Thursday, 19 April 2018

FAREWELL, DALE WINTON




So many memories of and thoughts about Dale Winton. Few knew what a prolific London club DJ he was during the Seventies and Eighties. His knowledge of popular music was encyclopaedic. It was what led Phil 'The Collector' Swern to cast him as host of BBC Radio 2's 'Pick of the Pops' in 2000. Dale hosted the show for a decade, and was born to the role.
His TV-presenter image was at times uncool, in the Michael Barrymore/Les Dennis mould. This was unfortunate. While he relished the roles, he never seemed completely at ease in them. I often felt how much better his face was suited to radio, in the figurative rather than the literal sense, and how much more comfortable he seemed behind a microphone than in front of a television camera.
There have been thankfully few bitter words about him. Many of those paying tribute have applied the word 'kind', and he was nothing if not that. I remember once being late for a medical appointment in Wimpole Street, and driving round and round. Edging along Marylebone High Street for the fifth time, I spied DW gossiping with a shop assistant outside the White Company, when it used to be on the opposite side of the street. He must have spotted me circling, because he started windmilling frantically, jumped in his Range Rover, rolled it forwards to make way for my Renault, and cried, 'Don't worry about the meter, I'll be here for ages and I'll keep an eye!' He relished doing a favour. Anyone and everyone. It is the little things.
Much has been made of his failure to attend his great friend Cilla Black's funeral in 2015. But that was easy to understand. Dale had never recovered from the loss of his mother Sheree, upon whom he doted. His personal void could never be filled, because he had not been able to bring himself to come out to his mum. He had never plucked up the courage to reveal his true identity - though it is reckoned that Sheree probably knew. Cilla, a little over a decade older than Dale, became an adoring mother figure to him. He could not face Cilla's funeral because it was like having to confront his mother's death over again. A similar thing happened to Queen's bassist John Deacon. Having lost his father when he was only eleven years old, John was forced to relive the loss when Freddie Mercury died. Freddie had long been his father figure. His death backed John into the corner where at last he had no choice but to deal with denial. John was unable to cope, lost the plot, quit the band, betrayed his wife with another woman, let down his kids... grief does things. Though it is inappropriate to speculate, perhaps Dale went there too. Reckon in the fact that Sheree took her own life. I won't be surprised to hear what I fear to hear.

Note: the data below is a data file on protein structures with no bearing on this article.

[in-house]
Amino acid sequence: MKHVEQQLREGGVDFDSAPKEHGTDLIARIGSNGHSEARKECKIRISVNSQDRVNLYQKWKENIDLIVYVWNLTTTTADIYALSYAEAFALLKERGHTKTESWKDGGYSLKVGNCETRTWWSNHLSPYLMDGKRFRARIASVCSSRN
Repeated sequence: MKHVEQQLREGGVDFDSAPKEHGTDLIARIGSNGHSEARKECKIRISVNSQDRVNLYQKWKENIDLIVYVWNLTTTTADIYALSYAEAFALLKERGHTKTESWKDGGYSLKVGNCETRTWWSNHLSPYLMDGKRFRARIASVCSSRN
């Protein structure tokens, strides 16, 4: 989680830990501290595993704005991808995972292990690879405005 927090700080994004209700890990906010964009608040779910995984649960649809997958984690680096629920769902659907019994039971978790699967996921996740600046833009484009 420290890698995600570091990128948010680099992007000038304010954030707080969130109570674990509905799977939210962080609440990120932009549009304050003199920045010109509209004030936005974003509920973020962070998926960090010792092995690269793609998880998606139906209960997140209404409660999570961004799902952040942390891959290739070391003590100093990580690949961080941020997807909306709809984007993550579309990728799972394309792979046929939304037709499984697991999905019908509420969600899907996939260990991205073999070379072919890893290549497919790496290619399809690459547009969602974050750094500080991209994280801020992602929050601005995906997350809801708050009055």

R.I.P., kind man. I hope they have vinyl up there.

Wednesday, 18 April 2018

THE FREE 9




Great churnings of citizens have evaporated from the Democratic People's Republic of Korea since Kim Jong Un came to power following the death of his father in 2011. The strangely-shaped and shaven dictator has since carved a name for himself as the chief executioner of the modern world, commanding the assassinations of family, friends and officials by firing squad, by blasting them with mortar rounds, by burning them alive via flame throwers, and by feeding their bodies to starving dogs. KJU is a bloodthirsty and murderous goon with the worst human rights record in the modern world. Under his rule, there is no such thing as 'human rights'. There is no free speech, the media is government-controlled, and foreign visitors are strictly monitored. Off to the peninsula on holiday? Mind how you go.
We're often assured that tales of forced labour, torture and human experimentation are greatly exaggerated. But the United Nations, Human Rights Watch and Amnesty International all condemn. The thought of President Trump sitting there idly considering five comfy locations for a summit with KJU is more than a little sickening, therefore. Shake hands and smile for the cameras, and all will be rehabilitated and well? Tell it to the estimated 200,000 North Koreans incarcerated in political prison camps tucked away in hostile, inaccessible regions, their existence denied by the NK authorities. Tell it to the family of his former defence chief, executed recently because he happened to fall asleep at a military event, his murder witnessed by hundreds of state officials.
Tell it to the teenagers of South London Youth Theatre, who have performed In-Sook Chappell's haunting, horrifying play 'The Free 9' at Theatre Peckham as part of National Theatre Connections 2018. Inspired by the true story of the 'Laos 9', it drops in on a clutch of street orphans forced to live a life of depravity and degradation while dreaming of a happy-ever-after of consumerism, sugar, fame and pop in the free South. Is their bid for freedom merely a fantasy, or a real and dangerous attempt? Haunted by lost relatives portrayed as eyeless zombies, and by the fear of capture and punishment, there will never be release for these youngsters. Not even if they escape.
How heart-stopping and mind-invading, the true efforts of this incredible group of teenaged performers guided by their producer-director Spencer James. They immersed themselves with every fibre in a slice of what the world needs to know. Out of the mouths of babes, President Trump. Out of the mouths of babes.
www.slyt.co.uk